President Trump tweeted his support on Wednesday for Covington Catholic student Nick Sandmann’s $250 million defamation lawsuit against the Washington Post, blasting the paper as “fake news” while imploring the teenager to “go get them.”
Trump, directly quoting from Sandmann’s lawsuit, tweeted: “The Washington Post ignored basic journalistic standards because it wanted to advance its well-known and easily documented biased agenda against President Donald J. Trump.”
“The Washington Post ignored basic journalistic standards because it wanted to advance its well-known and easily documented biased agenda against President Donald J. Trump.” Covington student suing WAPO. Go get them Nick. Fake News!
— Donald J. Trump (@realDonaldTrump) February 20, 2019
Sandmann was at the center of a media firestorm last month when a confrontation he had in Washington, D.C. with Nathan Phillips, a Native American veteran, went viral. Sandmann was roundly skewered for smirking in Phillips’ face while wearing a Make America Great Again hat, made popular by President Trump. Phillips was in Washington for the Indigenous People’s March while Sandmann and his classmates were in town for the March for Life.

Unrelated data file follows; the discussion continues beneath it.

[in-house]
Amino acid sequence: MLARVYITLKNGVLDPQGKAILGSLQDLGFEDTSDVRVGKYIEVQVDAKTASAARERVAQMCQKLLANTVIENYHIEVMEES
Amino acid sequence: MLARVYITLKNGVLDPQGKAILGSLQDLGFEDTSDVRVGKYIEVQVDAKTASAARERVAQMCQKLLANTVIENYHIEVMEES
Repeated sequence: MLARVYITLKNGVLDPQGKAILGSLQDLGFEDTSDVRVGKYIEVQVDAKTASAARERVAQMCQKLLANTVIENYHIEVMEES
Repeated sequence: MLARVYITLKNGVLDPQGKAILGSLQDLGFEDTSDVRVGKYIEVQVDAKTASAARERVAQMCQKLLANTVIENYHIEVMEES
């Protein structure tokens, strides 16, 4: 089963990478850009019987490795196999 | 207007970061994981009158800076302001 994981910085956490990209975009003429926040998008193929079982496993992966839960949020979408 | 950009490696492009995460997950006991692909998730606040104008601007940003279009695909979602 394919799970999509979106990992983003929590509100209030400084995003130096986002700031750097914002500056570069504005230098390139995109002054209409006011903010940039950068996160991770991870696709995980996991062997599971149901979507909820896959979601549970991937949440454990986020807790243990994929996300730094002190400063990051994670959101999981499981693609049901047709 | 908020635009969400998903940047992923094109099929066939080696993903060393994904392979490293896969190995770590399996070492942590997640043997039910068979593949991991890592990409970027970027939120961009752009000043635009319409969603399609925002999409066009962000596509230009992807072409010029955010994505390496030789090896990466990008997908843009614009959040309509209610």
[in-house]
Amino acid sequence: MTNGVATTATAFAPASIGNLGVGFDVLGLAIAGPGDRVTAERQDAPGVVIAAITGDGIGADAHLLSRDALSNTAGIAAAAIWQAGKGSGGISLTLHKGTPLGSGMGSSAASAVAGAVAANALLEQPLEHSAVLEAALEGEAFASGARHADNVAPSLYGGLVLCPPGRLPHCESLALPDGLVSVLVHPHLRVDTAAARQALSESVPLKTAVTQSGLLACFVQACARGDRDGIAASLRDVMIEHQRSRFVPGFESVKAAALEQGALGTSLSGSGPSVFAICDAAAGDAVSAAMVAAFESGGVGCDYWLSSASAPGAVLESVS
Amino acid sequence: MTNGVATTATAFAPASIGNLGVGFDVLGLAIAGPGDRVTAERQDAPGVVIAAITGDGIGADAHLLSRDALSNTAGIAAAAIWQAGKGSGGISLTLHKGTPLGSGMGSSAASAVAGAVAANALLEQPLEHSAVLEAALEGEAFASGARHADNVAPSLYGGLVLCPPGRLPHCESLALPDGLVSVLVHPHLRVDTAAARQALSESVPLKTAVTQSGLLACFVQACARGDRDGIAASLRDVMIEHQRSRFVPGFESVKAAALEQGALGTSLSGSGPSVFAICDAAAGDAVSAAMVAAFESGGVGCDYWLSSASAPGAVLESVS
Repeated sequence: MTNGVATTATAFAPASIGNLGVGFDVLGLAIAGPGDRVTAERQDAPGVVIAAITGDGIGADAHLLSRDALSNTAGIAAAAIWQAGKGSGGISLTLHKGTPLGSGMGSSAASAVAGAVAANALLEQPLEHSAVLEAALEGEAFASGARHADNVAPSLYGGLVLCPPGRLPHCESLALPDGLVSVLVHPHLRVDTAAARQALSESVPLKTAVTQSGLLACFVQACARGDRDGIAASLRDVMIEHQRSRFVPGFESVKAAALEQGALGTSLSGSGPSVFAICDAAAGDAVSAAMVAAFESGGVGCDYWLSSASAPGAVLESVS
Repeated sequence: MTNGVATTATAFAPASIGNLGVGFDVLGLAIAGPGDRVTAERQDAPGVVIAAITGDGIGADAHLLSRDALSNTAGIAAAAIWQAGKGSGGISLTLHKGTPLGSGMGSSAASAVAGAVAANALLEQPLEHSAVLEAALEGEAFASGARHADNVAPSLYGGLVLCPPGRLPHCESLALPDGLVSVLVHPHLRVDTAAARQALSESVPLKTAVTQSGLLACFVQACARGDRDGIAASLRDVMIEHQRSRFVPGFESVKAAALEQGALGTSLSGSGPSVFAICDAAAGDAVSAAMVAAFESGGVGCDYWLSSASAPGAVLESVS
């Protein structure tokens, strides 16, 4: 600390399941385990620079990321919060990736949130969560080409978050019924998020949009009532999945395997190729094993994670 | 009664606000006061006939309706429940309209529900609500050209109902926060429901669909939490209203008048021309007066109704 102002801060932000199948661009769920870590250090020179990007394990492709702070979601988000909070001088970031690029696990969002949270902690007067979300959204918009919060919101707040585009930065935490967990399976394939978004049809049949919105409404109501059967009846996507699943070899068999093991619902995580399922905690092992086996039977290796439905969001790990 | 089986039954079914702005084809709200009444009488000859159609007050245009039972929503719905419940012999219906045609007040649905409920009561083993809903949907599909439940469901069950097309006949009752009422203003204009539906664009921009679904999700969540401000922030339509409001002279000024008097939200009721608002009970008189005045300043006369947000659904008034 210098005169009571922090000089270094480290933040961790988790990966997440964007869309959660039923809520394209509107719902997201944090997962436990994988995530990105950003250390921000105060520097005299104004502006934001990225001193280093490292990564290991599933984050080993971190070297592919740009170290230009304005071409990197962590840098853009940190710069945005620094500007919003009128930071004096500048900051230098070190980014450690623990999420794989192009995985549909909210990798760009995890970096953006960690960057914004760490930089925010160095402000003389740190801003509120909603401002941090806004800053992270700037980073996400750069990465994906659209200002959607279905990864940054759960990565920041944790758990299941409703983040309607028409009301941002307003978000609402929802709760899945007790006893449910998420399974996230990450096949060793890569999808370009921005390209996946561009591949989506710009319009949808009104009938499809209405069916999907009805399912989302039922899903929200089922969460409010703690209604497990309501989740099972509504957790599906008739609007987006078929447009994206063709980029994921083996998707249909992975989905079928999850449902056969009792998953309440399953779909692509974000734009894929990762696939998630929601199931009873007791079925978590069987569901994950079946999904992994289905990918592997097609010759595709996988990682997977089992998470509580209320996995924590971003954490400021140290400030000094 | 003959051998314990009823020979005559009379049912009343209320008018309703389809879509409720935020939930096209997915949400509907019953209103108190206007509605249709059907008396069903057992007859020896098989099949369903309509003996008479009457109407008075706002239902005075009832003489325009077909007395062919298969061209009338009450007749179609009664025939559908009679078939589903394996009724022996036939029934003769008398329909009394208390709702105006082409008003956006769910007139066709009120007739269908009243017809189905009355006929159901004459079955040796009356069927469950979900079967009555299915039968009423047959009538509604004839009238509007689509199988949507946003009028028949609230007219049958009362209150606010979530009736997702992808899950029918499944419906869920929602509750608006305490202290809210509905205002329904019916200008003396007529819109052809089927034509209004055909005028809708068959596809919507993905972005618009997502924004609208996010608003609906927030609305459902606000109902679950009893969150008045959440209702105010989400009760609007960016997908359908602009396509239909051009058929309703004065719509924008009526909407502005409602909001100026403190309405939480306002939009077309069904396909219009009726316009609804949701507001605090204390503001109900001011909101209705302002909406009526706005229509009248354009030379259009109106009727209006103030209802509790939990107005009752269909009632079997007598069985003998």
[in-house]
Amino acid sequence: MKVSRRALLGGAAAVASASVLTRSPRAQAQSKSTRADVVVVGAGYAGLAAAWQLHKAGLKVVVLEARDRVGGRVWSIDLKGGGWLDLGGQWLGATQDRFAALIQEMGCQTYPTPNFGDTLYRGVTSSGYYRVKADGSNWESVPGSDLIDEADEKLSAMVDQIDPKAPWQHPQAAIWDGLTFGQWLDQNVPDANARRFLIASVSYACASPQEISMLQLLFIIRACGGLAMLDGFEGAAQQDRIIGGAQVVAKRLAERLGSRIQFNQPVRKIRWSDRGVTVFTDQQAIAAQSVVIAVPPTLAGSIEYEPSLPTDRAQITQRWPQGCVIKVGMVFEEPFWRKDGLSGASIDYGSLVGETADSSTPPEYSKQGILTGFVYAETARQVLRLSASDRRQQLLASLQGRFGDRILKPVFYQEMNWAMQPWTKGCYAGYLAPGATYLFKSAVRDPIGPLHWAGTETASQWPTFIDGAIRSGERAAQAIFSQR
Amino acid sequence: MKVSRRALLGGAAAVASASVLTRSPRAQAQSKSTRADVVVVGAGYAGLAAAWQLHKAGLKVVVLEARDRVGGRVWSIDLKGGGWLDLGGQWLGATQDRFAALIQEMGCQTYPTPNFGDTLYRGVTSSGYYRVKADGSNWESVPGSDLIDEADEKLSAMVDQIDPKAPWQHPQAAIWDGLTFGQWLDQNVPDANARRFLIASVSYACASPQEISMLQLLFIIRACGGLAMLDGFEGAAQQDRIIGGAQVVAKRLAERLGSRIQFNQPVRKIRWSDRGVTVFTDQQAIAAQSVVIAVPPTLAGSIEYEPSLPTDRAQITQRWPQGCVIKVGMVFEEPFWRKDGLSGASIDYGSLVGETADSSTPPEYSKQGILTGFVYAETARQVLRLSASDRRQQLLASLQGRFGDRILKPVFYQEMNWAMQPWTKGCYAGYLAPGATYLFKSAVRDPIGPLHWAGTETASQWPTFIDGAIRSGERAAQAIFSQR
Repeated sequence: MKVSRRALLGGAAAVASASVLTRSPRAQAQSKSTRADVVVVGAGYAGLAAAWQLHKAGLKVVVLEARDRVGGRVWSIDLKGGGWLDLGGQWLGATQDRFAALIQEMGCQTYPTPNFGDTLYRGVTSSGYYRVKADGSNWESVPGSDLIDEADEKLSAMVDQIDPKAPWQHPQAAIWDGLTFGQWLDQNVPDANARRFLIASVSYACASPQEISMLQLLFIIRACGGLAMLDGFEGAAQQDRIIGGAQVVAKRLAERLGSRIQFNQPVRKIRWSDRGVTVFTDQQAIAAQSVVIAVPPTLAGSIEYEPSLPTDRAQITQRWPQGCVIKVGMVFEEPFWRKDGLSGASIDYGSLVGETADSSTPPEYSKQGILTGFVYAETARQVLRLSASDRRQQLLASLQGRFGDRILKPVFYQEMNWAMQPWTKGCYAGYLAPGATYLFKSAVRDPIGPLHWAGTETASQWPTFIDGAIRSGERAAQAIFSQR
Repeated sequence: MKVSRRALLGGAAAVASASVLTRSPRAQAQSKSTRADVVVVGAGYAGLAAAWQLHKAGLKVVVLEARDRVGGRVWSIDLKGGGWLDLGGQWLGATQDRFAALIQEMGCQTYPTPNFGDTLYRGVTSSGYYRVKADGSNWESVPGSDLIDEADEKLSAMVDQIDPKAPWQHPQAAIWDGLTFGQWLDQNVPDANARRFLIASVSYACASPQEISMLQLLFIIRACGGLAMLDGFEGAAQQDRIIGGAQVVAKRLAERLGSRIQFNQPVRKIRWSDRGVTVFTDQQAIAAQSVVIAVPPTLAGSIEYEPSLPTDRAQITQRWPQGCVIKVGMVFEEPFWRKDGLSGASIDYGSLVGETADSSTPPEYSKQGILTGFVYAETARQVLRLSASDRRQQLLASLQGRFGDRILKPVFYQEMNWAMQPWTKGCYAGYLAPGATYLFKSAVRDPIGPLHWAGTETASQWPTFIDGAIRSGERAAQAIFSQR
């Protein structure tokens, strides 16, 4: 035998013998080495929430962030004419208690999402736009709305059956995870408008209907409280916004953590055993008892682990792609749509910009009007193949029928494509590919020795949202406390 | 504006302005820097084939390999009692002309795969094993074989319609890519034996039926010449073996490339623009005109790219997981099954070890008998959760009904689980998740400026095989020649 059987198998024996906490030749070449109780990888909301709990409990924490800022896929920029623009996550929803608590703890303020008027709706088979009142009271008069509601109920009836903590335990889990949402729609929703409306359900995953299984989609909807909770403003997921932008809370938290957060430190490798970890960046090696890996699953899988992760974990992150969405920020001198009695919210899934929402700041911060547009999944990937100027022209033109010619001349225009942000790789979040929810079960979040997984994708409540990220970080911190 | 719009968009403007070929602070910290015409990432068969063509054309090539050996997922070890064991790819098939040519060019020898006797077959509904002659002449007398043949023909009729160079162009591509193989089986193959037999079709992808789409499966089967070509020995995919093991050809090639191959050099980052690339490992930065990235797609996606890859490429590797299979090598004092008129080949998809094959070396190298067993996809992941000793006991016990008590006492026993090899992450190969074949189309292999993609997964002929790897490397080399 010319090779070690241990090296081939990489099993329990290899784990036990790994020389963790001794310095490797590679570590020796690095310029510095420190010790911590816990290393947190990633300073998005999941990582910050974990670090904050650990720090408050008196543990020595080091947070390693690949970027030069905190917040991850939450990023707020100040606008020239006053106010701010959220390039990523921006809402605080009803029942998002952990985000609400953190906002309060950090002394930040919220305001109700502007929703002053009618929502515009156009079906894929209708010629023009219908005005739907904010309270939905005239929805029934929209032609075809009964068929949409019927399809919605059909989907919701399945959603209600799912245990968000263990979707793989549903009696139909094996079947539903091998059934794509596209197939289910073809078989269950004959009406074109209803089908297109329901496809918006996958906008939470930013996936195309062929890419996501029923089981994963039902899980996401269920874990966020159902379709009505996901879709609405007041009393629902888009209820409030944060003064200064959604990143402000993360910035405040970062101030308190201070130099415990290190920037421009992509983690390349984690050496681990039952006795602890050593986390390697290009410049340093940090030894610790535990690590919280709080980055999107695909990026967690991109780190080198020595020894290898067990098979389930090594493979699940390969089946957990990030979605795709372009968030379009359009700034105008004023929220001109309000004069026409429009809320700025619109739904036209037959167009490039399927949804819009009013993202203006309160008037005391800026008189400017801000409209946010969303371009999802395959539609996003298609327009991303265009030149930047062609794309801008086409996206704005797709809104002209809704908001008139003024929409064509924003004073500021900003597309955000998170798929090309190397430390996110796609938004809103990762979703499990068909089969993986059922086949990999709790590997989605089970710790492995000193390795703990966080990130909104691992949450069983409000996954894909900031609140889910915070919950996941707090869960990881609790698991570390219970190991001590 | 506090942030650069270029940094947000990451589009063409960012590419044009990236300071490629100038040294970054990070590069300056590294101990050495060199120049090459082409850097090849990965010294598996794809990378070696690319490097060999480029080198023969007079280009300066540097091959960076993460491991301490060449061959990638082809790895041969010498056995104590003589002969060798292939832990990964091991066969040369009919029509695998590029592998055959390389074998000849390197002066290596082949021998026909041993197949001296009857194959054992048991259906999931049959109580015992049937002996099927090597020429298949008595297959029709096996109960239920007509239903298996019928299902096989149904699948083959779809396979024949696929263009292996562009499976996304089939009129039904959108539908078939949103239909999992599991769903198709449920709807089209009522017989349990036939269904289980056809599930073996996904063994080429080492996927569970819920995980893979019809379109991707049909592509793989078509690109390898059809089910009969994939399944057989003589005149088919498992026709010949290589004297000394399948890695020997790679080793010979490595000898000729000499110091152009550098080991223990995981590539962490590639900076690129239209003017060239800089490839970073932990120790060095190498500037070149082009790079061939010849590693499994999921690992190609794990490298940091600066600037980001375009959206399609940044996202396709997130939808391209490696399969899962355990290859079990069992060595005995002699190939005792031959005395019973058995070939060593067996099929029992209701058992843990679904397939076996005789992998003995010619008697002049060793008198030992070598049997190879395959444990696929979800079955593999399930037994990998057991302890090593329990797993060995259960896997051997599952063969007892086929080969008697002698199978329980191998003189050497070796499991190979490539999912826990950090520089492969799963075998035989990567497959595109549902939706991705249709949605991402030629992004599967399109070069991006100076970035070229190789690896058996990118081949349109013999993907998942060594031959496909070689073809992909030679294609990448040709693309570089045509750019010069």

A much longer video of the incident later caused many to reconsider how they viewed the situation, though. A widely-shared article from Robby Soave at Reason.com indicated the students, rather than intentionally invading Phillips’ space, were approached by him as he was banging his drum. The two-hour long video, as Soave pointed out, also called into question whether the students chanted “build the wall,” as Phillips claimed, or said anything racist.
Sandmann’s lawsuit claims the Washington Post published “no less than six false and defamatory articles” about the incident, targeting him because he is a “white, Catholic student” that was wearing a MAGA hat.
On Jan. 22, the Washington Post published an interview in which Phillips said that some of the people associated with Sandmann chanted: “Build that wall, build that wall.” The Post noted that such chants were not audible in the clip and Phillips has denied such chants. And private investigators hired by the Covington Diocese in Kentucky later issued a report stating there was no evidence of the chants.
The lawsuit is seeking the same amount of money Amazon chief Jeff Bezos paid for the paper in 2013. Bezos and the Post have routinely found themselves in the president’s crosshairs, with Trump recently mocking the tech exec’s divorce on Twitter.
The Post told TheWrap it is reviewing the lawsuit and plans to mount “a vigorous defense.”